REVAMPING THE RAMP: A repositioned Mercedes-Benz Fashion Week Johannesburg is upon us

Mercedes-Benz Fashion Week Joburg  starts today. After sending shockwaves with its changes to the fashion calendar, one of the continent’s industry giants, the force behind the show, African Fashion International (AFI) has reinvented itself. And as Kyle Boshoff reports for New African Woman MBFWJ Spring/Summer ’17,  anticipation for this event has been in overdrive. What will come out of the AFI arsenal this time round, and what does the future hold?

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According to industry insiders and experts, the global fashion industry is in a state of flux. The “See Now, Buy Now” revolution, led by brands like Burberry and Tom Ford, called into question the relevance of the current Fashion Week model. AFI saw this coming. The organisation, led by Dr Precious Moloi-Motsepe, has for at least the past five years, planned its schedule according to the consumer-cycle, rather than staging runways of clothes that are six months ahead of reaching the racks.

As a leader in its field, AFI enjoyed an early dominance. Unfortunately, this prime position always felt uneasy in the light of many other fashion events popping up all around the continent, making the jostling for designers, buyers and media that much harder, and as such diluting its supremacy. However, it can also be added that it was crippled by its own confusing structure: South African designers were eligible to showcase at MBFW Johannesburg, for Autumn/Winter collections and MBFW Cape Town, for Spring/Summer; the trans-seasonal pan-African MBFW Africa for designers outside of SA, was only held once a year between the months of October and November. Overtime, this structure had a knock down effect on AFI and inevitably the credibility of its fashion events.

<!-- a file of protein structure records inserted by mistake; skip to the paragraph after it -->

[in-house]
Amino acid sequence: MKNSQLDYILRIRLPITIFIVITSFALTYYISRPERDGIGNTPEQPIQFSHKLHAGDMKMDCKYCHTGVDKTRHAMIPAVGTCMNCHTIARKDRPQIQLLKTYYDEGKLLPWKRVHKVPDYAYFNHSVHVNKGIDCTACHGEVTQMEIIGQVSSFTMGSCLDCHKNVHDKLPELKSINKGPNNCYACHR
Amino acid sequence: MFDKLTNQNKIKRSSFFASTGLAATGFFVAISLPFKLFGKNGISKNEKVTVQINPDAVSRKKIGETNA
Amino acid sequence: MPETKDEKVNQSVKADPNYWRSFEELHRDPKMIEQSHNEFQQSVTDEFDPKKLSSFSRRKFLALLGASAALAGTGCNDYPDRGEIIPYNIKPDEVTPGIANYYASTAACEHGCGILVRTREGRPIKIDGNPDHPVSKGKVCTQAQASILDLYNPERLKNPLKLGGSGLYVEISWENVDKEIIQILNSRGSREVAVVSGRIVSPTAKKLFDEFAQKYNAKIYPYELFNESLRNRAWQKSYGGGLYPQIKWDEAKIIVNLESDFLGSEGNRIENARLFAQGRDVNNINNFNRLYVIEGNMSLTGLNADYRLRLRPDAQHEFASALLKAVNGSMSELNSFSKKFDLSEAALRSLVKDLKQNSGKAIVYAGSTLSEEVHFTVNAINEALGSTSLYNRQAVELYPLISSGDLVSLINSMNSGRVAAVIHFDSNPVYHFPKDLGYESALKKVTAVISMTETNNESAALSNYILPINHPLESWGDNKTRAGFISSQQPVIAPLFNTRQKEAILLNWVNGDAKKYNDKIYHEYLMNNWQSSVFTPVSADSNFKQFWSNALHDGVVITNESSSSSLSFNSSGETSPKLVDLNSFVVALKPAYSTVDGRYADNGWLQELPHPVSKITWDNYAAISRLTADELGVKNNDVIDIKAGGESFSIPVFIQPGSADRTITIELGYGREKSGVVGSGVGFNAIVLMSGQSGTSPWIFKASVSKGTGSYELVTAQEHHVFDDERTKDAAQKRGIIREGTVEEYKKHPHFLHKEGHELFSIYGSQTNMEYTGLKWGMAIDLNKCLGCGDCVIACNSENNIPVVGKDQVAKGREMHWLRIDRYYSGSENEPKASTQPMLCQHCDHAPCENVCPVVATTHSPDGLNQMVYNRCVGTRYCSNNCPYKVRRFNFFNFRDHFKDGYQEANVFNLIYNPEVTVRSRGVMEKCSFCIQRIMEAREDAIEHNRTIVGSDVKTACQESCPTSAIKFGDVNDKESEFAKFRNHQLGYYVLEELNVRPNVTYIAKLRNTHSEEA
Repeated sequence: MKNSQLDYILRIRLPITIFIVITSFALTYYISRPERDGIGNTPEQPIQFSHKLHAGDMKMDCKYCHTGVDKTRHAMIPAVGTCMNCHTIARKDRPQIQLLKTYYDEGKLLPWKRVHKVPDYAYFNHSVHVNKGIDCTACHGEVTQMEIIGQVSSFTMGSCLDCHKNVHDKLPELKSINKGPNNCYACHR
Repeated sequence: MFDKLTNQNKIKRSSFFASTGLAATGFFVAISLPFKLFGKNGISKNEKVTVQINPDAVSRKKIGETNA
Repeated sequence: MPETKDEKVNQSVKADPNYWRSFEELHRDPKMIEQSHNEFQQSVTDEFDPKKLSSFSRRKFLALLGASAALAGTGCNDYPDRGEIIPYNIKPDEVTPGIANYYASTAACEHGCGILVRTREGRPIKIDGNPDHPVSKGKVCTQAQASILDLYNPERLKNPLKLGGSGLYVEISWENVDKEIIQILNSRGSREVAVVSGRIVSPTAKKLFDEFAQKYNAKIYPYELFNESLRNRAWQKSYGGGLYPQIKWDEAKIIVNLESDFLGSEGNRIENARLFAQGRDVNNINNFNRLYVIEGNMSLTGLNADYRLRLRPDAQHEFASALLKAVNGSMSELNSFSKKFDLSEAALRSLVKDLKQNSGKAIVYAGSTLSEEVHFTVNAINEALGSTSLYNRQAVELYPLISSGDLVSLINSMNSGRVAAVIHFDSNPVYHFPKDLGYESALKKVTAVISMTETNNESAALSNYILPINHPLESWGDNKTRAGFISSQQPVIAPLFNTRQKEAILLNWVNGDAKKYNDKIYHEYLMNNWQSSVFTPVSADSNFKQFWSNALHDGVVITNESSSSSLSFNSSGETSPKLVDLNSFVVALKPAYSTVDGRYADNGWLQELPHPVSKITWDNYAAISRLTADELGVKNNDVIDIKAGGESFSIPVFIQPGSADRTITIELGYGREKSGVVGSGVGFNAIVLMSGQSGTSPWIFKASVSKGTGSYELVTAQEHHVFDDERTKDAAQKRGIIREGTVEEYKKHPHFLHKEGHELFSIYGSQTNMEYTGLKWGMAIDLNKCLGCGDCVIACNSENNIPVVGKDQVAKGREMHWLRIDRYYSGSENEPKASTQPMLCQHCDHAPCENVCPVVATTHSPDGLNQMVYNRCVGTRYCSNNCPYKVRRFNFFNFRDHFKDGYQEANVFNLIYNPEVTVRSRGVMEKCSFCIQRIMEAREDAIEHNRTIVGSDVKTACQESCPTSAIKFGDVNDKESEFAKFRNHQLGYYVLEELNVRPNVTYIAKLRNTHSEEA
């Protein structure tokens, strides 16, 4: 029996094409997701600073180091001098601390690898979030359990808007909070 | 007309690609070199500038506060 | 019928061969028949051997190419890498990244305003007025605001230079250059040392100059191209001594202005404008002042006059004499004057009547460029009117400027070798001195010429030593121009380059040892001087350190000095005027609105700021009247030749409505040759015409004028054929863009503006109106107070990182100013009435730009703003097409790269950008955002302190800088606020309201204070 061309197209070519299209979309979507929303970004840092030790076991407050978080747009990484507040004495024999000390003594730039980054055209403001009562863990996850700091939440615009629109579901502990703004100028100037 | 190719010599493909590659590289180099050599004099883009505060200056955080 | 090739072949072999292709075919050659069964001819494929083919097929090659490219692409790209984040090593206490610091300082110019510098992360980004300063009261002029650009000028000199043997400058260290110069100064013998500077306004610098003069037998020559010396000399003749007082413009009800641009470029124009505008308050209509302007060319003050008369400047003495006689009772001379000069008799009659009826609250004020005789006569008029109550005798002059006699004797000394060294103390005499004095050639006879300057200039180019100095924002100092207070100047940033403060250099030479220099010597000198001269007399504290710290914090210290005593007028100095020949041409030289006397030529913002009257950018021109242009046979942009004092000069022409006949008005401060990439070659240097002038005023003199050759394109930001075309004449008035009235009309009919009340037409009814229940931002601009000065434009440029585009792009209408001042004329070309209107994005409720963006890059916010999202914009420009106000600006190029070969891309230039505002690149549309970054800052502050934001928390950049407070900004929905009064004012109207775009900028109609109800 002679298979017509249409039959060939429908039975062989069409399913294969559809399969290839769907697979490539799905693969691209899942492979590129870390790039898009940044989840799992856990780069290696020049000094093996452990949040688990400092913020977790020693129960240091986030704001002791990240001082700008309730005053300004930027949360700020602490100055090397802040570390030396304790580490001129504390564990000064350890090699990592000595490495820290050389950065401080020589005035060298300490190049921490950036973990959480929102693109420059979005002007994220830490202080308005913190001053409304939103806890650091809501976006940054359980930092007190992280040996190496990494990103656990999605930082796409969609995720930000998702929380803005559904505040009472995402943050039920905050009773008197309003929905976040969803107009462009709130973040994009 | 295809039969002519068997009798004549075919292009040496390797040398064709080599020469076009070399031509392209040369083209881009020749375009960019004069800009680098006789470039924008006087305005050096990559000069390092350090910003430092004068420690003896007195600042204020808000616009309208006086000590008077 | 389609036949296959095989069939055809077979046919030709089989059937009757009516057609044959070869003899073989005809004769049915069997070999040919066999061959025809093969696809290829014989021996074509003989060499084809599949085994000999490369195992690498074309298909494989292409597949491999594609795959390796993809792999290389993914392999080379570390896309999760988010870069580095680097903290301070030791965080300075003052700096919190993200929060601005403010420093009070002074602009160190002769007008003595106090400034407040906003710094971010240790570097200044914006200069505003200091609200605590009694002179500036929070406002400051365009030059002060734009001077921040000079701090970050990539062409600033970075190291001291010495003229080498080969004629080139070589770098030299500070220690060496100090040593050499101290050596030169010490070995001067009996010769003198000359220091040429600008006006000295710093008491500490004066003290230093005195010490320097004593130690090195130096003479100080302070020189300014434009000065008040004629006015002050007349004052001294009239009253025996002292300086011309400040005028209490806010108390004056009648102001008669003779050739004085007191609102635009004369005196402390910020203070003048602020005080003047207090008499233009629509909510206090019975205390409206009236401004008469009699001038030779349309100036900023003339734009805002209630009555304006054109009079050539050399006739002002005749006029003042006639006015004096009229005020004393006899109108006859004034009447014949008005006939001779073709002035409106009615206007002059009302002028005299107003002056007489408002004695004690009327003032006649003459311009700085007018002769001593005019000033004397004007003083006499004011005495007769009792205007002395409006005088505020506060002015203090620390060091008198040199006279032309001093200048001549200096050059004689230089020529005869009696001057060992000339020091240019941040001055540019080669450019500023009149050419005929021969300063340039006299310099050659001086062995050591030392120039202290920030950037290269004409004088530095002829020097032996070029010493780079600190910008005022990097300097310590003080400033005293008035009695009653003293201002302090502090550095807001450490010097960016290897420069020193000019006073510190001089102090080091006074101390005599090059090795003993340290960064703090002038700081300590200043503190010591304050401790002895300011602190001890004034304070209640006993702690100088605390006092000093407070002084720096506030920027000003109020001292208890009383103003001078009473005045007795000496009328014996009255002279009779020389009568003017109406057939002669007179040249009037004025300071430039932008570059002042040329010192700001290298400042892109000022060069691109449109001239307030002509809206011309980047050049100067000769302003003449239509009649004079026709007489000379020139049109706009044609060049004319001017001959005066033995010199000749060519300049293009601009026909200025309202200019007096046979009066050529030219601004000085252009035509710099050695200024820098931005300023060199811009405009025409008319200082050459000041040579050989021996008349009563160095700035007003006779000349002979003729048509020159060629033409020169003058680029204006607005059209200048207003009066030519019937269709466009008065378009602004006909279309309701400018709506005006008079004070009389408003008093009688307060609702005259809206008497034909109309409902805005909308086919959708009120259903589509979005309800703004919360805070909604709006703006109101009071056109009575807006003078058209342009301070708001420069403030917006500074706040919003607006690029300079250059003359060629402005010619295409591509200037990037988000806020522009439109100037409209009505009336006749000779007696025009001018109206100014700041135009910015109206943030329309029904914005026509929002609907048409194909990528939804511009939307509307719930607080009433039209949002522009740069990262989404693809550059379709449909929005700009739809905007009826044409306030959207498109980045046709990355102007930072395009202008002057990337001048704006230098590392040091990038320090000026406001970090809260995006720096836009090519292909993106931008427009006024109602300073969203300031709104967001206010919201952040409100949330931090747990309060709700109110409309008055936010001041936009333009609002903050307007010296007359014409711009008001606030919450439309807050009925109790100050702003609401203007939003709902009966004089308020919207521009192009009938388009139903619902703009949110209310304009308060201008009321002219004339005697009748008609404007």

To many fashion enthusiasts, AFI suffered from a slow puncture and, for a while, it seemed to many that the tyre might run flat.

Instead, AFI pulled up the handbrake. Although to outsiders it came as a shock, AFI carefully announced the cancellation of Africa Fashion Week 2015 for a period of introspection and to “realign its objectives” and streamline its activities with “global innovations, to usher in a new era for the African fashion industry.” The statement also promised answers. But nothing changed at the beginning of 2016. In March, the MBFW Johannesburg (Autumn/Winter) show carried on as normal almost as if nothing had happened to its big sister (MBFW Africa). Everyone expected MBFW Cape Town to proceed as always this August for Spring/Summer.

However, in a surprise move, the seemingly slow-moving goliath announced that having “re-examined its current offerings and company objectives as a response to the changing global fashion landscape,” this would not be the case.

Its first step was to permanently cancel the two-city split: Cape Town will no longer host Spring/Summer, as both seasons will be held in Johannesburg – the most commercial city – according to Sizwe Nzimande, AFI’s Spokesperson.

In a press statement AFI explained the rationale behind the new vision: “By placing the Spring/Summer Fashion Week in Johannesburg, AFI aims to lift retail activity and allow local designers to optimally align their collections to meet the demands of the local retail and climate cycles. Repositioning Fashion Week is crucial to the progression of African fashion designers, giving them an opportunity to increase and sustain their margins.”

The second move is to open the gates of the Johannesburg platform to international designers, quashing the need for a specific African platform. With this, MBFW Joburg becomes structurally similar to its counterparts in New York and the other capitals around the world. In a landscape that is always criticised for being over-saturated, this streamline strategy is welcome. The changes have no doubt rocked the boat, but they are a leap in the right direction: one platform, one city, two seasons, open to the whole continent.

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The revamped first cycle  is set to take place with this new framework in mind. The designer draw cards of Marianne Fassler, David Tlale, MaXhosa by Laduma and Rich Mnisi, (all South African) being the real highlights,means the jury is still out about its trajectory. The next season may be a totally different story. But if the repositioned MBFWJ can attract the attention and buy-in of Africa’s top brands, the event has the potential to become the African fashion central watering hole.

Mercedes-Benz Fashion Week Joburg Spring/Summer 17 is taking place at Nelson Mandela Square, Sandton City from 10 – 14 August 2016.




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